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April 1st, 2008:

A Conversation with Christine Loh

A conversation between Conde Naste Traveler (CNT) and Christine Loh (Loh): 

Published April 2008 Conde Naste Traveler

CNT:How scary are China’s environmental problems?
Loh: They are very serious. The degree of degradation threatens human as well as ecological health.

CNT: Does China have the will to clean up its environment?
Loh: The government has shown more commitment in recent years. There are mandatory national and provincial energy-efficiency targets. To ensure that they are taken seriously, the Communist party secretary—the highest authority in a location—is held responsible.

CNT: How do China’s environmental policies compare with those in the United States?
Loh: China has the opposite issues from the United States. In America, you’ve got states like California moving ahead on environmental policies but a federal government that is a problem. In contrast, China’s central government has done a lot, passing environmental laws and setting standards for industry. The problem is at the local level. People have this idea of splendid central control, but it doesn’t exist anymore.

CNT: They’ve lost control of the local economies?
Loh: State-owned enterprises are all told to meet energy-efficiency standards. It’s much harder to control private businesses because regulation can’t keep up.

CNT: Millions of Chinese peasants still live on a couple of dollars a day. They want development, they want cars. Don’t they have a right to things we enjoy in the West?
Loh: It’s a challenge. The environmental folks are working themselves to death. On the ground it’s a different story—people want to make money.

CNT: If the government is so committed to the environment, why do activists get harassed? Wu Lihong, winner of the Condé Nast Traveler Environmental Award last year, is in jail for what looks like political reasons [see “Environmental Award,” November 2007].
Loh: Activists run into local vested interests and get into terrible trouble. And in China, individual rights are still not adequately protected.

CNT: This summer will be the country’s biggest tourist event ever: the Olympics. Can China pull it off without the athletes getting sick from the air?
Loh: Athletes and their coaches are looking at ways to deal with the pollution in Beijing. Some may park the athletes in Korea or Japan and only fly them in for competitions. Several athletes have announced that they will run fewer races.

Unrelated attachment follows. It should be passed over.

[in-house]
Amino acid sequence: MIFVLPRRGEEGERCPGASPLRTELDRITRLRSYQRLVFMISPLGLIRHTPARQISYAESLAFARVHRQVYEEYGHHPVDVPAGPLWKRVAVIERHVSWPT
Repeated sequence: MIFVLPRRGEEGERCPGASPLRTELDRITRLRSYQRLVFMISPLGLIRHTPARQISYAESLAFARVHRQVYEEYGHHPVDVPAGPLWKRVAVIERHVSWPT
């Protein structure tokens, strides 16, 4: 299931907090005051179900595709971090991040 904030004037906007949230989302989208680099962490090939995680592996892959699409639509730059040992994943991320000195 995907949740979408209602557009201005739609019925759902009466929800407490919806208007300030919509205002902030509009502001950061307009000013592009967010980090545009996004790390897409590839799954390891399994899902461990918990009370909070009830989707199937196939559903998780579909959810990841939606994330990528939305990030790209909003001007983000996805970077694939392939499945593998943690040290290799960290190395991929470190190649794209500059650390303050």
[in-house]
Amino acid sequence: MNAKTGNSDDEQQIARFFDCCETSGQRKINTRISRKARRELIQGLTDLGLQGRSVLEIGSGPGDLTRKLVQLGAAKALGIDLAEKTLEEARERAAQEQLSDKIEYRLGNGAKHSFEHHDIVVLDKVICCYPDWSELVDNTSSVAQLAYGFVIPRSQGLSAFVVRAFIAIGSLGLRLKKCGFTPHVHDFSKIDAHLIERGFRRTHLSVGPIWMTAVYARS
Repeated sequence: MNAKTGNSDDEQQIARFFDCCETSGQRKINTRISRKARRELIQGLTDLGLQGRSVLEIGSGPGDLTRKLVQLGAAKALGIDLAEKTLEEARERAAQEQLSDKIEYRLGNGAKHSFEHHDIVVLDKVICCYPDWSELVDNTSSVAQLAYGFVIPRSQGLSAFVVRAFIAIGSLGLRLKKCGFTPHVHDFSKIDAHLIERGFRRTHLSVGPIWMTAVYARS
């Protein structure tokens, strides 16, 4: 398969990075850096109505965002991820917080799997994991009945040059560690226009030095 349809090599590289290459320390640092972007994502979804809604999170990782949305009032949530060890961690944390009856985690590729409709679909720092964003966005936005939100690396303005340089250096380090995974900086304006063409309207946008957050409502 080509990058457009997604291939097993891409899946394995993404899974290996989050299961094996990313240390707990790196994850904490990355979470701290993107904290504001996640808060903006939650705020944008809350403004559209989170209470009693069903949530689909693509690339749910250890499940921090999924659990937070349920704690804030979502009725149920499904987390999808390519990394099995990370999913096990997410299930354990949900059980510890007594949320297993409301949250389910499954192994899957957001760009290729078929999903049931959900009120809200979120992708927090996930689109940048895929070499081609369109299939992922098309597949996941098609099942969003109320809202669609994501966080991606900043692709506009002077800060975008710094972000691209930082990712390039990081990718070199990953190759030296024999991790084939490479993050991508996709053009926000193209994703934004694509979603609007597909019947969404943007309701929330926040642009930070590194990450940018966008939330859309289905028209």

CNT: Are there still pristine places to visit in China?
Loh: In Yunnan, Guizhou, and Inner Mongolia, there are many beautiful, untouched places.

CNT: As a Hong Kong environmentalist, what role can you play in China?
Loh: China’s richer areas can help the less developed areas so that they can come up with ways to monitor carbon emissions more effectively.

CNT: Why has Hong Kong failed to deal with pollution? You can hardly see across the harbor these days.
Loh: The government seems to be in total denial. Any idiot can tell that pollution is a problem. But the government doesn’t like to admit it because it reflects badly on them. If there were real democracy and the government were accountable to the people, it would be a different story.

The Bio
Claim to Fame: Asia’s best-known environmentalist; democracy advocate; former Hong Kong legislator.
Founder: Civic Exchange, a Hong Kong-based public policy think tank.
Co-chair: Human Rights in China.
Bridge Builder: Working with Western organizations (G8+5 Climate Change Dialogue and C40 Cities Climate Leadership Group), Loh explains China’s attitudes, while interpreting Western positions in China.
Current Obsession: Convincing Asia’s developing countries that environmental protection is not a luxury.

Travel Log
Last Trip: Bali, for the UN Climate Change meetings.
Next Trip: Sweden, for a Tällberg Foundation meeting on social innovation; and New York, for a Human Rights in China meeting.
Dream Trip: Brazil, to see the forests.
Best Trip: To a small English village for my nephew’s christening. I almost missed the plane but was upgraded to first class; then family and fun in London.
Should we travel less? When possible, it’s best to cut down business travel.

Plan For Idling Ban Supported

1st April, 2008 – SCMP

The government has received nearly 1,200 submissions on a proposed ban on idling engines as a public consultation ended. An Environment Bureau spokeswoman said the proposals showed most residents supported the idea and the government planned to send a bill to the Legislative Council in the 2008-09 legislature year.

Tax Break For Vehicles

April 1st, 2008 – SCMP

Buyers of newly registered commercial vehicles that meet the standard for environmentally friendly commercial vehicles, set at the Euro V level, will from today enjoy concessions of up to 100 per cent on their first registration taxes, the Environmental Protection Department said.